y the 1980s, sulfur dioxide concentrations in the month of January, when heating demands were at their height, could average more than 75 parts per billion (ppb), nearly double what the U.S. Environmental Protection Agency considers the highest acceptable level. During the same period the average annual nitrogen dioxide concentration was 25 ppb, slightly above acceptable levels.
But the killers, literally, were the particulate emissions -- the fine particles of soot and dust, less than a quarter the diameter of a human hair -- that were released into the air. Photographer Antonin Kratochvil still recalls the haze of soot that used to hang in the Most basin, the surgical masks children wore on their way to school. Among the shades of "Kafka gray," as he puts it, that characterized Czechoslovakia under Soviet rule, the Most basin was the darkest.
The EPA requires that over the course of a year, particulate emission densities not average more than 40 micrograms per cubic meter. In 1980, densities in the Black Triangle averaged more than three times that, reaching nearly 200 micrograms per cubic meter during the winter months.
In a single generation, the average Czech life expectancy had fallen to seven years lower than that of Western Europe. The infant mortality rate was 40 percent higher than the European norm. The incidence of respiratory infections was five times greater. Those who could moved away, a migration caused not by war or natural disaster but by an environment made uninhabitable.
Once released into the air, sulfur dioxide and nitrogen dioxide, which do so much damage to the human respiratory system, undergo a chemical change. With sunlight as a catalyst, they combine with atmospheric water vapor and oxygen to form sulfuric and nitric acids. In a high mountain forest such as the Kruné hory, leaves soak in the acidic moisture from low clouds and mist. When it rains or snows, the acidic precipitation acidifies the soil. Nutrients in the soil get broken down and washed away. In their place substances toxic to trees, such as aluminum, are released and the trees, being the efficient hydraulic systems that they are, suck them up. Between 1972 and 1989 about half of the Kruné hory forests died, 115 square miles' worth, and had to be clearcut.
Ducking into my car to find some refuge from the day's rain, Rock explains that his studies of the effects of acid rain in the northeastern United States were what brought him to the Czech Republic. As a research scientist at the government's Jet Propulsion Laboratory in Pasadena, California, Rock had considered using satellites for environmental monitoring. When he came to the University of New Hampshire in 1987, Rock began trying to assess the decline of New England forests. What he concluded immediately was that airborne pollution appeared to hang in a layer at 3,000 feet, the altitude at which the bottoms of clouds flatten out.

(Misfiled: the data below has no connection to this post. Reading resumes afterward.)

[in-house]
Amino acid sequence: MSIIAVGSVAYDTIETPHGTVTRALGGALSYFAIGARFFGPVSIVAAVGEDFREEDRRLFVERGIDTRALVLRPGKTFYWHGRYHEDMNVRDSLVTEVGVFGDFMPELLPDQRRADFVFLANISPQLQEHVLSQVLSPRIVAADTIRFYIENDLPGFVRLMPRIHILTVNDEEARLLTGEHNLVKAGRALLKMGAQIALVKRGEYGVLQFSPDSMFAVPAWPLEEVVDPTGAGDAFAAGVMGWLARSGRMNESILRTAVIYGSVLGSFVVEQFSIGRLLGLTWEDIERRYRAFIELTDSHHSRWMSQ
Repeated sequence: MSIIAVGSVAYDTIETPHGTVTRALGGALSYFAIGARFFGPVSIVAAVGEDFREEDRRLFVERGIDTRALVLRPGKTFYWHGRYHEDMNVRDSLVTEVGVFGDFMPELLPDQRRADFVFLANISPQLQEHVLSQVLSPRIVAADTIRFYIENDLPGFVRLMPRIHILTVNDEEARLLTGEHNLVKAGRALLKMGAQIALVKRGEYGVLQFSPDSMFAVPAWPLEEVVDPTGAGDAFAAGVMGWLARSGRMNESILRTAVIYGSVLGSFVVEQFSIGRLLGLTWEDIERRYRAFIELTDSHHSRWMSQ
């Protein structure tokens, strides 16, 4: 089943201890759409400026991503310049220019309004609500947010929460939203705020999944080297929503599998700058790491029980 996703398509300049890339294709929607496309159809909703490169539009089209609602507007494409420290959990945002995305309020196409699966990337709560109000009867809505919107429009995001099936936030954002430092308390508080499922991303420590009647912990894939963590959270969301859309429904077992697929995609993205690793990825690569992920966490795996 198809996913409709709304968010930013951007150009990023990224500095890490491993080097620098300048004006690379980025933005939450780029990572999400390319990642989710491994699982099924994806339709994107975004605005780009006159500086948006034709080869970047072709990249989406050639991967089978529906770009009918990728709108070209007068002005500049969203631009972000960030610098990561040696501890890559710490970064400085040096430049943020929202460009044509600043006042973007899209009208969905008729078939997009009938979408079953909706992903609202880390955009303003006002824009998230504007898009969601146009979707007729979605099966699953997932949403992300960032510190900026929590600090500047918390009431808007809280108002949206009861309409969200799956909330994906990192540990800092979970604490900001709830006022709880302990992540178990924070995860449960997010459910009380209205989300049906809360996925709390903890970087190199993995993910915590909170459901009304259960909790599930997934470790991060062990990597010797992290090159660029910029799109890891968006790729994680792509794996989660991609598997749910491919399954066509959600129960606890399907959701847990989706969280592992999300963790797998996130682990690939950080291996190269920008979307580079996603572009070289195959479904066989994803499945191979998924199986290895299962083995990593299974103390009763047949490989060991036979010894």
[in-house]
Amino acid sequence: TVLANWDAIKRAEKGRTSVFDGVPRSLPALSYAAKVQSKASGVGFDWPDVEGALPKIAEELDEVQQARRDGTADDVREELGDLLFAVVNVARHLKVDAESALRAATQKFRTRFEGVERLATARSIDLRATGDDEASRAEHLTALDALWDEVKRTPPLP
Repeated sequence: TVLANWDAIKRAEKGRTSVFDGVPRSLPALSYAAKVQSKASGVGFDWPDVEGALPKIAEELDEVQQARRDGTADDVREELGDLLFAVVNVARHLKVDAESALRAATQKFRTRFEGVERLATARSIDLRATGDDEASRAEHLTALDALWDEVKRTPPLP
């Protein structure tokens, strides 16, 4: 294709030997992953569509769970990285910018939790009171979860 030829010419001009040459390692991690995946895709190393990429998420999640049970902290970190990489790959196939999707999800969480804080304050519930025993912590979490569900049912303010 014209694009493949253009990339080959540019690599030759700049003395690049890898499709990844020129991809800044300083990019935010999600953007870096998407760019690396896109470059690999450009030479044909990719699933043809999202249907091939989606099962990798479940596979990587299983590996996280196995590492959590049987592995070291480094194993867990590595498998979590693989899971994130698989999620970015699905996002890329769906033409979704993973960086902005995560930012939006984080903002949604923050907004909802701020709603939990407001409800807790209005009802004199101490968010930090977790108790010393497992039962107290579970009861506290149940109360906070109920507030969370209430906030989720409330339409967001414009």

"What I was seeing was that the bottom of a cloud could have a pH of 2.5 while the top of the cloud could be 4 to 4.5."
This is not a trivial difference. Each unit increment on the pH scale indicates a tenfold difference in the concentration of hydrogen ions. The lower the pH, the higher the acidity. What Rock was recording was a pH 100 times lower at the base of the clouds than at their top. Pure water has a neutral pH of 7. Normal rain, because of dissolved carbon dioxide, has a pH of 5.5. Rain is considered acidic when the pH level drops to 4. At 3,000 feet Rock was measuring vinegar. He tells me that in one Vermont forest, on September 20, 1988, scientists measured a single cloud with a pH of 2.6. "For three hours it hung there and just toasted the needles."
Rock concluded that pollution damage hits first and hardest at 3,000 feet, though other researchers questioned this. "I was asked whether this 3,000-foot acid rain damage applied only in a specific location in Vermont where the pollution input was constant. I had to find a place where, at 3,000 feet, they had a range of pollution levels," depending on proximity to industrial sources and wind direction.
"So I came to the Kruné hory. When I looked at the Landsat images I couldn't believe what I saw. The damage was appalling."
This was in 1989. What Rock found on the ground when he arrived in May of that year confirmed the worst.
"Retention of needles is a key indicator of health in these trees. A healthy tree may have 12 or more years of needles on its limbs. These had only two or three. The trees were skeletons with tufts of needles. When I looked at the cells of these needles I saw they were suffering plasmolysis, the inability to retain water. The cell content pulls away from the cell wall. The cells become physiologically crippled."
When Rock takes out photographs of damaged needle cells they recall for me comparisons between normal lungs and smokers' lungs. The cells' chloroplasts, which are responsible for photosynthesis, disintegrate. Acidic tannins, looking like tar, accumulate inside the cell. The cell's walls go flaccid and the needles' normally orderly interior structure disintegrates. Says Rock, "Sulfur dioxide and ozone are the only things that do this."
As it turned out, the most damaged Czech forests were those located at 3,000 feet.